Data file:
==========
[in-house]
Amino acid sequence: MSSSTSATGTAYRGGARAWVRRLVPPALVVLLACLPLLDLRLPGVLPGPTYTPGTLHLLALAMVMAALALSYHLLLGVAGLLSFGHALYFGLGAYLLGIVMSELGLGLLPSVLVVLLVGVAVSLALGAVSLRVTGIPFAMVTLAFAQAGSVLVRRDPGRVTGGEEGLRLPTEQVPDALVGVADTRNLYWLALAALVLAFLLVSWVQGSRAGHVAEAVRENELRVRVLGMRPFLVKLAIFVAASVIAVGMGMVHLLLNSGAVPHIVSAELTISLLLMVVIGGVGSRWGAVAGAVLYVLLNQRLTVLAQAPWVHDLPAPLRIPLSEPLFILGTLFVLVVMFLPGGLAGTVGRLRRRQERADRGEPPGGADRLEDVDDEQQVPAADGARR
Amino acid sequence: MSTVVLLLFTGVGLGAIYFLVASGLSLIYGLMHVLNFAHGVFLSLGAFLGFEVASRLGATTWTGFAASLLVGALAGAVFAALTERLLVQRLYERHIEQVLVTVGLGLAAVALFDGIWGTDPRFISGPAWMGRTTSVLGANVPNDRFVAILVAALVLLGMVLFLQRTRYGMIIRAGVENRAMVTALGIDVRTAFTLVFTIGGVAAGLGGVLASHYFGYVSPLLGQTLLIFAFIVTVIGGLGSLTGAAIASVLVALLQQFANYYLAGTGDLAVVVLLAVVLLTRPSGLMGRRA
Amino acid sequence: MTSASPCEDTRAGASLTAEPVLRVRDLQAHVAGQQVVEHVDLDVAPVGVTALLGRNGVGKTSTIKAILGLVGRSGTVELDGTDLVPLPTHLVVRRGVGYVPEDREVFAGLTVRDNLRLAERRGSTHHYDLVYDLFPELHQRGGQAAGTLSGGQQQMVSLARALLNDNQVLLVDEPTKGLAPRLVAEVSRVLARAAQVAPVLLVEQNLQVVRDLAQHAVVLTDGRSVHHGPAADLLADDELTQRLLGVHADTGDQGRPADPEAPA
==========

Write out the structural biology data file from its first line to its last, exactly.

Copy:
[in-house]
Amino acid sequence: MSSSTSATGTAYRGGARAWVRRLVPPALVVLLACLPLLDLRLPGVLPGPTYTPGTLHLLALAMVMAALALSYHLLLGVAGLLSFGHALYFGLGAYLLGIVMSELGLGLLPSVLVVLLVGVAVSLALGAVSLRVTGIPFAMVTLAFAQAGSVLVRRDPGRVTGGEEGLRLPTEQVPDALVGVADTRNLYWLALAALVLAFLLVSWVQGSRAGHVAEAVRENELRVRVLGMRPFLVKLAIFVAASVIAVGMGMVHLLLNSGAVPHIVSAELTISLLLMVVIGGVGSRWGAVAGAVLYVLLNQRLTVLAQAPWVHDLPAPLRIPLSEPLFILGTLFVLVVMFLPGGLAGTVGRLRRRQERADRGEPPGGADRLEDVDDEQQVPAADGARR
Amino acid sequence: MSTVVLLLFTGVGLGAIYFLVASGLSLIYGLMHVLNFAHGVFLSLGAFLGFEVASRLGATTWTGFAASLLVGALAGAVFAALTERLLVQRLYERHIEQVLVTVGLGLAAVALFDGIWGTDPRFISGPAWMGRTTSVLGANVPNDRFVAILVAALVLLGMVLFLQRTRYGMIIRAGVENRAMVTALGIDVRTAFTLVFTIGGVAAGLGGVLASHYFGYVSPLLGQTLLIFAFIVTVIGGLGSLTGAAIASVLVALLQQFANYYLAGTGDLAVVVLLAVVLLTRPSGLMGRRA
Amino acid sequence: MTSASPCEDTRAGASLTAEPVLRVRDLQAHVAGQQVVEHVDLDVAPVGVTALLGRNGVGKTSTIKAILGLVGRSGTVELDGTDLVPLPTHLVVRRGVGYVPEDREVFAGLTVRDNLRLAERRGSTHHYDLVYDLFPELHQRGGQAAGTLSGGQQQMVSLARALLNDNQVLLVDEPTKGLAPRLVAEVSRVLARAAQVAPVLLVEQNLQVVRDLAQHAVVLTDGRSVHHGPAADLLADDELTQRLLGVHADTGDQGRPADPEAPA